Highly excited: Electrons in Rydberg ions

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by Max Gmelch (SAOT)

As we may remember from school, an atom consists of a nucleus and a certain amount of electrons in the atomic shell. Similar to marbles running down the marble run or apples falling from trees, these electrons strive for lowering their potential energy. They accomplish that by occupying energy levels close to the nucleus.


However, by illuminating atoms with e.g. proper laser light, the electrons gain energy and reach higher energetic states at a greater distance. Atoms with such highly excited electrons are classified to be in so-called Rydberg states. These Rydberg atoms, or in other cases Rydberg ions, are very sensitive to the smallest change of electric and magnetic fields in their surroundings. Thus, they show enormous potential in the field of ultra-sensitive sensing on atomic scales.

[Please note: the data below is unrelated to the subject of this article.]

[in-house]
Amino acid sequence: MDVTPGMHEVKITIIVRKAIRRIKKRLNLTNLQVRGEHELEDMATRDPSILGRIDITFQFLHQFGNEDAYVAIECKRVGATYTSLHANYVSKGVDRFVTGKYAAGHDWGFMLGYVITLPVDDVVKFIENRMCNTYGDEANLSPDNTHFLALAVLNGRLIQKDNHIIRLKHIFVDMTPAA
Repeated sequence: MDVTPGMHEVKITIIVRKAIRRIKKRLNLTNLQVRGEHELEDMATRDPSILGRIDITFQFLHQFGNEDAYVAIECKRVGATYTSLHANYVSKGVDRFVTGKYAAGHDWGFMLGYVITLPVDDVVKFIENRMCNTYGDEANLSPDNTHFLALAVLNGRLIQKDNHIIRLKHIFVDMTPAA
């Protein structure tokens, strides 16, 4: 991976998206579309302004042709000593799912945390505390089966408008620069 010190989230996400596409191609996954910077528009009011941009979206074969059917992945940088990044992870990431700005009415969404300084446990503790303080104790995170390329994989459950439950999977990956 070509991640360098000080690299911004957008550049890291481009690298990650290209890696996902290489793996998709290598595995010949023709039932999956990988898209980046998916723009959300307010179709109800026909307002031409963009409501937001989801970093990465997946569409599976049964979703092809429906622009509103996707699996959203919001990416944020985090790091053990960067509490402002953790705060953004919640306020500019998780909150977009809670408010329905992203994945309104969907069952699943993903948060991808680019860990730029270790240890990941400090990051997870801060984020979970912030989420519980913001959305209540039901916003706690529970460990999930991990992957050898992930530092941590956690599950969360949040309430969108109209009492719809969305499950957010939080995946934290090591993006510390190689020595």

The Quantenbit group of Ferdinand Schmidt-Kaler recently published on Rydberg ions in coherent motional states: a new method for determining the polarizability of Rydberg ions. By exciting trapped calcium ions, they were able to observe the dynamics of different Rydberg states. They further successfully linked their findings to theoretical calculations. Their methods and results will help in developing atomic sensors with unprecedented accuracy in the future.


Ferdinand Schmidt-Kaler’s group is located at the Johannes Gutenberg-Universität Mainz. The publication is part of QuCoLiMa Area B: Quantum cooperativity of collective degrees of freedom.